The present edition brings together all the extant poems composed by these monks, providing English translations alongside the original Chinese. A pdf version can be downloaded for free from here.

American Comparative Literature Association Annual Meeting

April 29, 2017
American Comparative Literature Association Annual Meeting
Universiteit Utrecht, the Netherlands.

Dear all,

We hope your academic semesters have been going well! Now looking ahead to the summer, we would like to call your attention to the Annual Convention of the American Comparative Literature Association (ACLA), to be held in the Netherlands at Universiteit Utrecht 6–9 July 2017.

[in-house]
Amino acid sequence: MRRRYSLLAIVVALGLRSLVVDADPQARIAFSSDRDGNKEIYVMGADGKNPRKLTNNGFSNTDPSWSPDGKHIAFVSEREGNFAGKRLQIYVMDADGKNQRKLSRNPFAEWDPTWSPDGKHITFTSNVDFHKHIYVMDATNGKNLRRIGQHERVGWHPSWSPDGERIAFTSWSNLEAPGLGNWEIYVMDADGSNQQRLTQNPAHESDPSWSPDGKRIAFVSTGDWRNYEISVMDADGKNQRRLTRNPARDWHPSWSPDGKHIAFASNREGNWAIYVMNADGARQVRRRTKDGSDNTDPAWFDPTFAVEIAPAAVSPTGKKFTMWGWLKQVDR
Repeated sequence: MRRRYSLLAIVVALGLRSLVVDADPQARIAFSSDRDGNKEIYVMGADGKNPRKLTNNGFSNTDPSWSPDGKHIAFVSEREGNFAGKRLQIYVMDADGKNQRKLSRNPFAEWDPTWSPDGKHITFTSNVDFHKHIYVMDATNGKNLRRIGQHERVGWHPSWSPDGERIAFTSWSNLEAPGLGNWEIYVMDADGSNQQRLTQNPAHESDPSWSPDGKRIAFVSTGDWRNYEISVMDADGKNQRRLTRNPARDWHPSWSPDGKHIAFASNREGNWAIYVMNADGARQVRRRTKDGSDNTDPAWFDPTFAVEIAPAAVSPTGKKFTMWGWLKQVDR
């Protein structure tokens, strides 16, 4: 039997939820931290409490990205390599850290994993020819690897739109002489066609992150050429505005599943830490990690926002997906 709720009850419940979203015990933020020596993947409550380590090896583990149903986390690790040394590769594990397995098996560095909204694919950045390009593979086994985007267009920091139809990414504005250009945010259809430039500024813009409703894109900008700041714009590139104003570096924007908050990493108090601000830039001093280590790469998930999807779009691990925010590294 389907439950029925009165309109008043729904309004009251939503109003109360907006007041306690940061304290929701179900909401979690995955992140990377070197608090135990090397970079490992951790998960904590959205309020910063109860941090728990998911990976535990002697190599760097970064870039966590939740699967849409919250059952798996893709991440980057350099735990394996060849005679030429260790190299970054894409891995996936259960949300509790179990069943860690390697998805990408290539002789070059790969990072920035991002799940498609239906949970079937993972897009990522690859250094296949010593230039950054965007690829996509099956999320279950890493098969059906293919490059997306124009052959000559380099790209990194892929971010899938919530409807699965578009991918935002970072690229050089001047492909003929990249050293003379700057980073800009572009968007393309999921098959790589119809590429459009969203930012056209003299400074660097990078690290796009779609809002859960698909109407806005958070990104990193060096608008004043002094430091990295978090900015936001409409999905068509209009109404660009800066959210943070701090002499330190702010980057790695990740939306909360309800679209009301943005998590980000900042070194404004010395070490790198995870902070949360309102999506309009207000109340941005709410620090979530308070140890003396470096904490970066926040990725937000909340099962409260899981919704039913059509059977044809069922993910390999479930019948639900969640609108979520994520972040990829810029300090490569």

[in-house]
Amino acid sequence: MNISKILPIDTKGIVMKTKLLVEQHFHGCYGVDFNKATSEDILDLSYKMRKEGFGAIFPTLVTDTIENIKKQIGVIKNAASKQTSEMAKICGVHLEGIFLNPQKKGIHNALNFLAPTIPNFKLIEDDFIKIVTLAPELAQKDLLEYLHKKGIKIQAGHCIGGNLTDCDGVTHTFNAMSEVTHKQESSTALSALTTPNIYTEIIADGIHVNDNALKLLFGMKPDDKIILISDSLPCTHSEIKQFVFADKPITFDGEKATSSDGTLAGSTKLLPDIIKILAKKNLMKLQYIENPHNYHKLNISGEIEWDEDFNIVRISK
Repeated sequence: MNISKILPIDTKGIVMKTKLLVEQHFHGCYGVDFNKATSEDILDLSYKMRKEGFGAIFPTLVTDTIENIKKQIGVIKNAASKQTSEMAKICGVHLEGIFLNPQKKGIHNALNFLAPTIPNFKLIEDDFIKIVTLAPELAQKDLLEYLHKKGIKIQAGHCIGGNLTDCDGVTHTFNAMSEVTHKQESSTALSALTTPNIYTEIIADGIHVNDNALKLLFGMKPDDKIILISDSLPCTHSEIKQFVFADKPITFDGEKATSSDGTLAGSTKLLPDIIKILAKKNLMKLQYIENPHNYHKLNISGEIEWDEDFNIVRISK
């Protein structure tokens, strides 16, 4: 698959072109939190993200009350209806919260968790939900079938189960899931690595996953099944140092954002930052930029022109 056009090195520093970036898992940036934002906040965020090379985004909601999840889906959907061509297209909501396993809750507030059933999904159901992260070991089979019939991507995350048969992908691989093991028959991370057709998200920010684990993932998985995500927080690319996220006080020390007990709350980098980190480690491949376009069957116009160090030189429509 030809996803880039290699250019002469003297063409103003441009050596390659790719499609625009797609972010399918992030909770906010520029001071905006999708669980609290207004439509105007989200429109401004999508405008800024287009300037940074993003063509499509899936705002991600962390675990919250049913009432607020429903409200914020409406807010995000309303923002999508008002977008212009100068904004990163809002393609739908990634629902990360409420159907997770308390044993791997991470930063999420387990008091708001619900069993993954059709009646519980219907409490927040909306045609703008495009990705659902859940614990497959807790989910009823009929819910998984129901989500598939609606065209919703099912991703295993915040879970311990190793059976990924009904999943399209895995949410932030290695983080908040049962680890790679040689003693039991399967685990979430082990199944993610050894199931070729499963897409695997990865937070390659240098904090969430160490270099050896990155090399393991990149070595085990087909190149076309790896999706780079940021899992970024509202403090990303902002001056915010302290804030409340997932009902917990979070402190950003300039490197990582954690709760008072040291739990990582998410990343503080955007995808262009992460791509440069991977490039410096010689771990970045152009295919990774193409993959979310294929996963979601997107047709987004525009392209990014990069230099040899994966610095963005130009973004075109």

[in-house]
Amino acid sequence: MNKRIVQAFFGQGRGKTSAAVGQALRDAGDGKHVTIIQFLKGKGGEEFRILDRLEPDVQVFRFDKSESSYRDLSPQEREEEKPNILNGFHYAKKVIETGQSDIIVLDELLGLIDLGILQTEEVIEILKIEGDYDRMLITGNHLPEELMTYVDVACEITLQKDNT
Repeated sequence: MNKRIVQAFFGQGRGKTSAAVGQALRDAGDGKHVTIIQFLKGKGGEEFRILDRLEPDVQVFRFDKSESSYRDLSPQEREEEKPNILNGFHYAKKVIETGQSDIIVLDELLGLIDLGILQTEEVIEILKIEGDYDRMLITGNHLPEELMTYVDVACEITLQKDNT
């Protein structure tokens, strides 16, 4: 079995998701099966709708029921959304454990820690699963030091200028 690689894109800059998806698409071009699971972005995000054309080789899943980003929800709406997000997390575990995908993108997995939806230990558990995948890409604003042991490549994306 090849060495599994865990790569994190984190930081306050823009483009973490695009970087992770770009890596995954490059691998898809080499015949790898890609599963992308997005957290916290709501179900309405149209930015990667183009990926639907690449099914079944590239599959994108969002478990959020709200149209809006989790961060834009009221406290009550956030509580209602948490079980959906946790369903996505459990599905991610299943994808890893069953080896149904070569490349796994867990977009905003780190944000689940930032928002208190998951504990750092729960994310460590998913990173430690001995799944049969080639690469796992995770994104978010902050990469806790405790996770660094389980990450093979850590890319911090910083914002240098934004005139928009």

The meeting includes a number of seminars related to religion and literature. Some of them also use literary expression of religious ideas or experiences to address other disciplines, including “Religion, Translation and Modern Literatures: Mapping Cross-cultural Circulation and Influences,” “Literatures of Heterodoxy and Cultural Change,” “Utopian Imagination and South Asia in Comparative Perspective,” “The Many Redemptions of Literature, Part 1: The ‘Sense’ of Redemption,” and “The Many Redemptions of Literature, Part 2: Redemptive Though.” The last two seminars are sponsored by the ICLA Research Committee on Religion, Ethics, and Literature.

Information about schedule and program information can be found at the ACLA website.




Poetic Revelations

March 14, 2017
New Book in Religion and Literature
Poetic Revelations: Word Made Flesh Made Word: The Power of the Word III

Dear Colleagues,